Human exploration of the Solar System is one of the most challenging objectives included in the space programs of the most important space agencies in the world. Since the Apollo program, and especially with the construction and operation of the International Space Station, extravehicular activities (EVA) have become an important part of space exploration. This article presents a soft hand exoskeleton designed to address one of the problems that astronauts face during spacewalks: hand fatigue caused by the pressurized EVA gloves. This device will reduce the stiffness of the spacesuit glove by counteracting the force exerted by the pressurized glove. To this end, the system makes use of a set of six flexible actuators, which use a shape memory alloy (SMA) wire as the actuating element. SMAs have been chosen because some of their features, such as low volume and high force-to-weight ratio, make them a suitable choice taking into account the constraints imposed by the use of the device in a spacesuit. Besides describing the different mechanical and electronic subsystems that compose the exoskeleton, this article presents a preliminary assessment of the device; several tests to characterize its nominal operation have been carried out, as well as position and force control tests to study its controllability and evaluate its suitability as a force assistive device.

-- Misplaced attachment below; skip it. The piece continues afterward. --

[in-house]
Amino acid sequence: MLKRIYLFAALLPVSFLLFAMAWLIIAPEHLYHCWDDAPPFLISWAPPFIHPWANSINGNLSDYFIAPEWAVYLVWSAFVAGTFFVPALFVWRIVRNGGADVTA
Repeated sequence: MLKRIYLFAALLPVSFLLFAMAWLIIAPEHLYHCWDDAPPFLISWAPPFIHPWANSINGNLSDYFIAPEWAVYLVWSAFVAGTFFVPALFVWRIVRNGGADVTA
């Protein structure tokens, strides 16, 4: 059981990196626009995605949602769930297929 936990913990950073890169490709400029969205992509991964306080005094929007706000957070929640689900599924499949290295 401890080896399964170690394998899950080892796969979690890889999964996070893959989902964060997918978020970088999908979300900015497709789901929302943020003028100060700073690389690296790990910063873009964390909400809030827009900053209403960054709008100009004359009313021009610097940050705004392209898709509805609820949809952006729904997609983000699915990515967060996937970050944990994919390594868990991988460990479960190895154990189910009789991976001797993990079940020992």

soft robotics; wearable robotics; space robotics; hand exoskeleton; shape memory alloy actuator; bilinear pid controler; eva gloves; exoskeleton